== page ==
In contrast to the experiments with very young children, several developmental studies indicate that school-aged children, who already have considerable experience in the world and are learning to use multiple sources of information, become more attracted to the nonspatial features of objects than to strategies that depend on the geometry of a space. These studies suggest that on a variety of spatial decision-making tasks children may show that they prefer to rely on features rather than locations. For instance, on an object-search task, 3-year-old children’s early preference for spatial information reverses and children favor feature-based strategies . Further, studies that ask children to disambiguate a hiding place show that 3-year-olds prefer color to location and 4-year-olds prefer size to location ; experiments that test 7- to 11-year-olds indicate that object feature information often results in systematic biases in location memory , and studies that test 3- to 12-year-olds on a picture-environment correspondence task find that featural information is more salient than spatial position . Taken together, these findings imply that features may predominate in spatial decision-making during middle childhood.
Yet, in order to make decisions about map-scene correspondence, it is necessary to acquire the ability to combine information about the features of objects and the spatial relations of objects, despite the fact that nonspatial and spatial information often compete for attention. Error patterns may arise due to the separate advancement of information about the featural identities of objects and the configural relations of objects. If children’s attention becomes captured predominately by the features of objects, their representations of spatial information may get skewed such that intermediary internal representations give rise to incorrect spatial strategies . Maps may be used to interpret how children are thinking about object features and spatial relations. A pivotal question in the present paper is whether development of children’s ability to combine featural and spatial information in order to make correct map-scene matches proceeds along an age-based trajectory or clusters around salient intermediary strategies regardless of age.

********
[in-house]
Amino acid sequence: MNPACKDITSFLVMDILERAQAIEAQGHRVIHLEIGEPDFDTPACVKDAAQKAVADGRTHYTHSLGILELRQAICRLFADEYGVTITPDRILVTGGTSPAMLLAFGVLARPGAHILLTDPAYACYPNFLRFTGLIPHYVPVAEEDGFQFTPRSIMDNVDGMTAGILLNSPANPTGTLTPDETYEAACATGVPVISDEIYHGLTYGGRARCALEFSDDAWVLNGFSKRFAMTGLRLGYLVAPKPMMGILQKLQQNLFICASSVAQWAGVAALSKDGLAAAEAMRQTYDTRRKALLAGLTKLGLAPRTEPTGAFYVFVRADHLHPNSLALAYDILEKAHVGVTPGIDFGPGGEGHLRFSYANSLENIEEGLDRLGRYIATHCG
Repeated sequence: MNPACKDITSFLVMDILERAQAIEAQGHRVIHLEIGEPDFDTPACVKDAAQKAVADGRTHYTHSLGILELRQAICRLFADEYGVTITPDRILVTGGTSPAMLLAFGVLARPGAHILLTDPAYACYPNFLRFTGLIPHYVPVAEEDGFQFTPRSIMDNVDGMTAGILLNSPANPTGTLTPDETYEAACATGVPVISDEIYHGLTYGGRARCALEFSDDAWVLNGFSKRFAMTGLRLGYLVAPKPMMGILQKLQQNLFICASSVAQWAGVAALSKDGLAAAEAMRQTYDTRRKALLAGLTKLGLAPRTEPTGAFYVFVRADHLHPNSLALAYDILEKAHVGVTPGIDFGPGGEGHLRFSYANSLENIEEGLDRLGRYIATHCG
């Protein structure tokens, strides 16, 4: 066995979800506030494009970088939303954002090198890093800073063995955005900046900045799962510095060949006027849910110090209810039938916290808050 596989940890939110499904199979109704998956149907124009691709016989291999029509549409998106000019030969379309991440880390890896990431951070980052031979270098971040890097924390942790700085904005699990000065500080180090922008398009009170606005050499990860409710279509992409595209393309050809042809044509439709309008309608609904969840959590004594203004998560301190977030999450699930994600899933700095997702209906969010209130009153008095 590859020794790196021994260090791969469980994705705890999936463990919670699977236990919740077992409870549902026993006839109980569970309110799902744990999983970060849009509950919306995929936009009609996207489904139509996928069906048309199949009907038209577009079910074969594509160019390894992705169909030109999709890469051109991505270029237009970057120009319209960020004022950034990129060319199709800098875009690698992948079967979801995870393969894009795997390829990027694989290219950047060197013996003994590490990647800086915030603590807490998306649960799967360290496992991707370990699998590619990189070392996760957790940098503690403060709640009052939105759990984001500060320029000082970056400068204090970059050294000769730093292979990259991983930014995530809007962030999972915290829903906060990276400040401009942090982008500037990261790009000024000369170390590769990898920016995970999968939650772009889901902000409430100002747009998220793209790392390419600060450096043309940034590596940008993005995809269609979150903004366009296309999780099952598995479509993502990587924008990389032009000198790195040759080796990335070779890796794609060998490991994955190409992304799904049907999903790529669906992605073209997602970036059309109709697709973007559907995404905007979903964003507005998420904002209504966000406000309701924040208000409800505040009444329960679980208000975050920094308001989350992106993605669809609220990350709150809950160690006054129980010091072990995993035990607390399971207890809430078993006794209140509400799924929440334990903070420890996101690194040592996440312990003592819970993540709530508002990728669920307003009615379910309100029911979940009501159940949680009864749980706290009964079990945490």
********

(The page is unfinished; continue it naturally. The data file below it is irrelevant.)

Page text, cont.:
The ability to represent spatial information has been traditionally studied in connection with age-dependent developmental capacities. Piaget and Inhelder  maintained that spatial development follows a chronologically ordered sequence in which children’s spatial decision-making progresses from novice to expert along an age-based, linear pathway. In particular, Piagetian theory proposed that, at approximately 8 or 9 years old, children’s abilities undergo qualitative changes with respect to their ability to mentally manipulate spatial information. However, research in developmental variability has suggested that children of all ages use multiple problem-solving strategies in a variety of combinations . This implies that spatial understanding may be present at early ages and spatial miscalculations may appear at older ages. Indeed, research indicates that map skills are active for young children. Children are able to use symbolic functioning at 3 years of age as they form a dual representation of maps and the spaces they stand for . Even young children are able to mentally transform the scenes they encounter. Three-year-olds can interpret aerial pictures as representations of scenes [17, 18], 4-year-olds can understand the relation between a map symbol and its environmental referent [19, 20], and children from 4 to 7 years old can form an integrated mental representation for locations of unseen objects . Nevertheless, studies also indicate that older children exhibit many difficulties in mapping a representation to a space. Research shows that 5- to 7-year-olds often mistake information cues when vantage point shifts [22, 23], 6- to 9-year-olds may misinterpret the intention of map iconicity , and 9-year-olds sometimes misjudge configuration in scenes that are occluded at eye level .